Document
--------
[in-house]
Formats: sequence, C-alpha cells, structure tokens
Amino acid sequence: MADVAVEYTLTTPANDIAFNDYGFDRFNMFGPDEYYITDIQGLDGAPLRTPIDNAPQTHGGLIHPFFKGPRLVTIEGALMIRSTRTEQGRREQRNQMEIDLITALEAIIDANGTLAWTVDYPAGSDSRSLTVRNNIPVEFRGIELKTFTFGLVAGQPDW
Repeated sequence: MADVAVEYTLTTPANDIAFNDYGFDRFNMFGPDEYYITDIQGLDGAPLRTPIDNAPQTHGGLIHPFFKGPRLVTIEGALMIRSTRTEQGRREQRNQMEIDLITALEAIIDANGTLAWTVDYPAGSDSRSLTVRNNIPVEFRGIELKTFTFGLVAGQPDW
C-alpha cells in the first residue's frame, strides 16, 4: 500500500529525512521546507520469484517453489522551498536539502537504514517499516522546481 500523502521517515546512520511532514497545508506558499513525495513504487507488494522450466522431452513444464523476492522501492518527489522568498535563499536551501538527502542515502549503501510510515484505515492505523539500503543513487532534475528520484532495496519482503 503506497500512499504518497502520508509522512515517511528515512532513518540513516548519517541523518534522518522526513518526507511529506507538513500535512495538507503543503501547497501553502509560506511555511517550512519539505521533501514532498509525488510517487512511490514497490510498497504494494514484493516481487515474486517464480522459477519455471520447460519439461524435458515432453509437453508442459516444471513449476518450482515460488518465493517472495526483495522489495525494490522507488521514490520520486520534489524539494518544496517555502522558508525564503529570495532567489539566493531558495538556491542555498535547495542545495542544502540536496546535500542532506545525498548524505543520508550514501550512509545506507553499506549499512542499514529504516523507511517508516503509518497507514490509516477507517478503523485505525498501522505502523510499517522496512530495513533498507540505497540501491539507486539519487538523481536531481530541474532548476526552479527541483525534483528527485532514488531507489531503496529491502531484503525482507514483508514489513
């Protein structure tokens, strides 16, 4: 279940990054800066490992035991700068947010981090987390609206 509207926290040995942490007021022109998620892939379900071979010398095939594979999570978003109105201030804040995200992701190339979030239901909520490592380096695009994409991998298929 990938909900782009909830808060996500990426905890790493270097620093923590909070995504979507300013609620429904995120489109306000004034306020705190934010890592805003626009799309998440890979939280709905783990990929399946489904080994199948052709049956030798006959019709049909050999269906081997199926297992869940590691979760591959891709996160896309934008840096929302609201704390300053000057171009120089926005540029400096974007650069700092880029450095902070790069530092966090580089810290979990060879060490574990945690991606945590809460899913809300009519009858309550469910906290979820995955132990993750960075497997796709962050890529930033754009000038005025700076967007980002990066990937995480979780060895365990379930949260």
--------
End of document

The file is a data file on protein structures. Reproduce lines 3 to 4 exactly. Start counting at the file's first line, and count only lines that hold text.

Amino acid sequence: MADVAVEYTLTTPANDIAFNDYGFDRFNMFGPDEYYITDIQGLDGAPLRTPIDNAPQTHGGLIHPFFKGPRLVTIEGALMIRSTRTEQGRREQRNQMEIDLITALEAIIDANGTLAWTVDYPAGSDSRSLTVRNNIPVEFRGIELKTFTFGLVAGQPDW
Repeated sequence: MADVAVEYTLTTPANDIAFNDYGFDRFNMFGPDEYYITDIQGLDGAPLRTPIDNAPQTHGGLIHPFFKGPRLVTIEGALMIRSTRTEQGRREQRNQMEIDLITALEAIIDANGTLAWTVDYPAGSDSRSLTVRNNIPVEFRGIELKTFTFGLVAGQPDW